Upon course completion of this course, students will be able to:
1. Analyze the major elements in the U.S. National Airspace System, the U. S. Air Traffic Control (ATC) system and other nations ATC systems, for comparison in effectiveness.
2. Analyze the most important major legislation and the historic events in aviation that have influenced the evolution of the U.S. ATC system to understand the relationship between historic events and legislative procedures.
3. Evaluate the FAA’s Capitol Investment Plan that shows the sustainability of the existing National Air Space program for the next five years while transitioning to the Next Generation Air Transportation System.
4. Analyze and evaluate the FAA’s organizational structure, responsibilities and resources in ATC that determine the location, number and type of facility.
5. Analyze the economic, social and political influences that create the dynamics of the NAS, as well as the human factors and processes of ATC that ensure a sufficient, trained workforce in the NAS.
6. Evaluate the current ATC, FAA, and NAS communications, navigation, and surveillance systems with respect to future user demands that will ensure the safe and efficient transformation to the planned improvements for each major component of ATC.
7. Analyze NextGen’s, advanced navigation systems impact on the transportation industry that will require reconfigured facilities and enhanced runways to take full advantage of NextGen’s benefits.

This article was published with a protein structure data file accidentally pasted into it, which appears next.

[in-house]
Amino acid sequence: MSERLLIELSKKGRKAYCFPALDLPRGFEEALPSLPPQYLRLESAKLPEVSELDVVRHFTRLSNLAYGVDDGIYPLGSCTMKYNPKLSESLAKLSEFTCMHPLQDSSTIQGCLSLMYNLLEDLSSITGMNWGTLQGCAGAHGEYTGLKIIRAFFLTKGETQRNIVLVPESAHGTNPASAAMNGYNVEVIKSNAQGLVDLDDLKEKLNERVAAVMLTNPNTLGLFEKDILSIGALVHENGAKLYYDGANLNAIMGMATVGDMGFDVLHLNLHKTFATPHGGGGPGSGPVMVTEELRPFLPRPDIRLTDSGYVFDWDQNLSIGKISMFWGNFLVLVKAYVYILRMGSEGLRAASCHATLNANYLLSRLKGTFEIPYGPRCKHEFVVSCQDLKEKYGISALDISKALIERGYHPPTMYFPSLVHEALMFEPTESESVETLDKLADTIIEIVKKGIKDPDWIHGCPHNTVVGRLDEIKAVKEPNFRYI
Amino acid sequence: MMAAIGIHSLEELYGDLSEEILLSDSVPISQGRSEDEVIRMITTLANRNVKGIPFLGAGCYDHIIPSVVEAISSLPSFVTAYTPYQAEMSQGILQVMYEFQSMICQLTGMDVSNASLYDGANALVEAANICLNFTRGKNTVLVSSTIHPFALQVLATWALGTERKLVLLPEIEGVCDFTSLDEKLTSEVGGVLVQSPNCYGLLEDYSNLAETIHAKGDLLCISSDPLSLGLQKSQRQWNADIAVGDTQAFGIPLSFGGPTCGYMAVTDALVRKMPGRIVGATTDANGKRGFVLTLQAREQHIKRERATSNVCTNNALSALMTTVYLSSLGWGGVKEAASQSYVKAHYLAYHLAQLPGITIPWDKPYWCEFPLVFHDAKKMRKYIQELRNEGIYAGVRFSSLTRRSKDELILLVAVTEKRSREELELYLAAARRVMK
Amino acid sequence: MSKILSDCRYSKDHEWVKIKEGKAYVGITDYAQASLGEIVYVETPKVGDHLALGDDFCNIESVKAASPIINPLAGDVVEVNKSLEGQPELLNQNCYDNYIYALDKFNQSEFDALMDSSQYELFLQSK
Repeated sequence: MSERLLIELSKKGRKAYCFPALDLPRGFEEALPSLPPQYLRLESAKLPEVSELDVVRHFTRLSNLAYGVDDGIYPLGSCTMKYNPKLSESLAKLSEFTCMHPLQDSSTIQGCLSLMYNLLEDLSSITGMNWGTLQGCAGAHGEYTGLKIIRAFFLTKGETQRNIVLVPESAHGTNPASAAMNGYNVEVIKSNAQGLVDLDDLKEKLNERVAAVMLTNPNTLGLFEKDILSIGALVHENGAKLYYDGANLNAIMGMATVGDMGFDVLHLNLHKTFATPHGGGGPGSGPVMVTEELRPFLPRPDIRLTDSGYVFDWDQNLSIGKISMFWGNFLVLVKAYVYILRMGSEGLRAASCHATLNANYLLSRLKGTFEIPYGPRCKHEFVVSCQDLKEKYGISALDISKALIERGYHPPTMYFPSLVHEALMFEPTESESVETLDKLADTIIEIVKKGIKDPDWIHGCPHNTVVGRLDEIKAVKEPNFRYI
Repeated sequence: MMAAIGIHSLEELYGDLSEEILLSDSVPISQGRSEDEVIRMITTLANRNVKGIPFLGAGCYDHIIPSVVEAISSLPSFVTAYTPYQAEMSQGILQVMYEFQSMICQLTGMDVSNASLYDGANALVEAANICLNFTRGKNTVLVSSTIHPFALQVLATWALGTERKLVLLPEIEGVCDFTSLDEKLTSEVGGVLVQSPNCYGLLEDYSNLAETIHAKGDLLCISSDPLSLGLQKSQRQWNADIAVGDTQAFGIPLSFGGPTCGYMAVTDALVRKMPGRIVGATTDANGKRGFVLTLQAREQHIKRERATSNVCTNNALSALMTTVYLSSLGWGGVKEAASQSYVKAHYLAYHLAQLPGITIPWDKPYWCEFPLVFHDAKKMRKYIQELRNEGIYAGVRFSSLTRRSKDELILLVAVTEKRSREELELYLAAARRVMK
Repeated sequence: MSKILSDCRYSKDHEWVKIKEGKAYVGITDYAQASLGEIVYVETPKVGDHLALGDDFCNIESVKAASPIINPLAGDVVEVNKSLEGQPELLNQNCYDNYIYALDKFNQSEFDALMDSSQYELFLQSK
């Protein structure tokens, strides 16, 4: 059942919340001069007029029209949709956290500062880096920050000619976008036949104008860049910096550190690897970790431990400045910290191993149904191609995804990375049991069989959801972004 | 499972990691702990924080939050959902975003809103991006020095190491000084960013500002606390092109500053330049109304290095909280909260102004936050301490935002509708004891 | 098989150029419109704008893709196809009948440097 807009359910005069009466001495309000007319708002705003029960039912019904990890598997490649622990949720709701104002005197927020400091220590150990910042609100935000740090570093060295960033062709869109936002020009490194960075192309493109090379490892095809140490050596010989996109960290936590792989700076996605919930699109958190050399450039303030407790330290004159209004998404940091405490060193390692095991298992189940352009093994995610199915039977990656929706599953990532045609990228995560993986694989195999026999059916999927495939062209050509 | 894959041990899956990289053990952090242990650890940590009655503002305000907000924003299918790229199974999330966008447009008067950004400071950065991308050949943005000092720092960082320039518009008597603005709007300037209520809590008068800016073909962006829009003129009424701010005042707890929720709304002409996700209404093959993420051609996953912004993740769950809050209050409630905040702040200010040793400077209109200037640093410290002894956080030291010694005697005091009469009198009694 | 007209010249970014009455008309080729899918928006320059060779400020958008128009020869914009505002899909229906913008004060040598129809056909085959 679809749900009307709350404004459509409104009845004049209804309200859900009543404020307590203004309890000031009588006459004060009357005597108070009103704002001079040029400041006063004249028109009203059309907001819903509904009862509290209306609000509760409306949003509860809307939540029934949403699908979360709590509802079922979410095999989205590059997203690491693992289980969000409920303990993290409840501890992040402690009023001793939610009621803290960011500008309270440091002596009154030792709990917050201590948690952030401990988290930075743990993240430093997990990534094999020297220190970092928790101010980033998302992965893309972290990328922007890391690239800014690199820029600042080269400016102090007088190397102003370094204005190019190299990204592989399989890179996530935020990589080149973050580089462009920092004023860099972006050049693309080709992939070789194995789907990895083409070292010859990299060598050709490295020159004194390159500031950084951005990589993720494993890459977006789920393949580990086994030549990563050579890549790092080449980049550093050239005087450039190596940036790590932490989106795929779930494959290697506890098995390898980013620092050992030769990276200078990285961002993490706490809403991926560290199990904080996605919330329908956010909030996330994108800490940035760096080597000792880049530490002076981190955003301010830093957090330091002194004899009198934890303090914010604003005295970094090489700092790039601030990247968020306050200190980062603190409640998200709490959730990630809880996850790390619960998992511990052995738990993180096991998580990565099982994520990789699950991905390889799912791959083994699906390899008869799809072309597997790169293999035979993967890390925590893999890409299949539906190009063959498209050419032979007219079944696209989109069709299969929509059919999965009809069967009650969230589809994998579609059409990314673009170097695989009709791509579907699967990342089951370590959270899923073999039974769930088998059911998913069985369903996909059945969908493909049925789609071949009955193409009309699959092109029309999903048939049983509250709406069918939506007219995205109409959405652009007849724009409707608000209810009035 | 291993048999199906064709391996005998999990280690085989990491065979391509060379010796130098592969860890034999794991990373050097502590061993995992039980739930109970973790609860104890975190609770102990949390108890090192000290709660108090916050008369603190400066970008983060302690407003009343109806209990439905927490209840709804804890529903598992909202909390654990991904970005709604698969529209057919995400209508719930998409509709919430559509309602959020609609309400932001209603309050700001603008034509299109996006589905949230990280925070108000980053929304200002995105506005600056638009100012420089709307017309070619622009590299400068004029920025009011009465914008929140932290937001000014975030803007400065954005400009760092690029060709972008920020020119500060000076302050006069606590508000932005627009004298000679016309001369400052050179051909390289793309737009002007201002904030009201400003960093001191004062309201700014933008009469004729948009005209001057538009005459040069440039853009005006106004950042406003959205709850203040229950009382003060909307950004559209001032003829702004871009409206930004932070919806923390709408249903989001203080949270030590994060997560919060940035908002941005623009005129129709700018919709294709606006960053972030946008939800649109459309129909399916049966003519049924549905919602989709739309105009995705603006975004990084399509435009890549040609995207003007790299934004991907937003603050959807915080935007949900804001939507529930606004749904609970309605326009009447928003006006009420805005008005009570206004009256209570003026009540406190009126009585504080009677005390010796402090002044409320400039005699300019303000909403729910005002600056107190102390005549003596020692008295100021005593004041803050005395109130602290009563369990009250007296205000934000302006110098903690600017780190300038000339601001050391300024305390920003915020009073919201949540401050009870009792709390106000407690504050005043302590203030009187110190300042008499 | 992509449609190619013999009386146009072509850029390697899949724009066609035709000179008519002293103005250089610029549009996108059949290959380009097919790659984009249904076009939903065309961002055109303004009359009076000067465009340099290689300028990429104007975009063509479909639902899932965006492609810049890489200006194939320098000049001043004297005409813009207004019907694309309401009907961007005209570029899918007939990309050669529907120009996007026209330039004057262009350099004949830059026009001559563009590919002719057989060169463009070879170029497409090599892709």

8. Evaluate the present and future impact of “free flight” and security in the future of the NAS to understand the relationship between the controllers, the airspace and the airlines.
9. Critically analyze the current major components of ATC system in the United States against the forecasted changes to the system, recommend procedures for implementation or operational changes to ensure continued safety in the ATC and NAS.
10. Demonstrate an ability to locate, retrieve, and assess air traffic control and national airspace system reference materials from the Hunt Memorial Library Electronic databases, as the information retrieval portion of your increase in computing, critical thinking, decision-making, information retrieval, speaking and writing skills in this course, as mutually agreed upon by the student and instructor.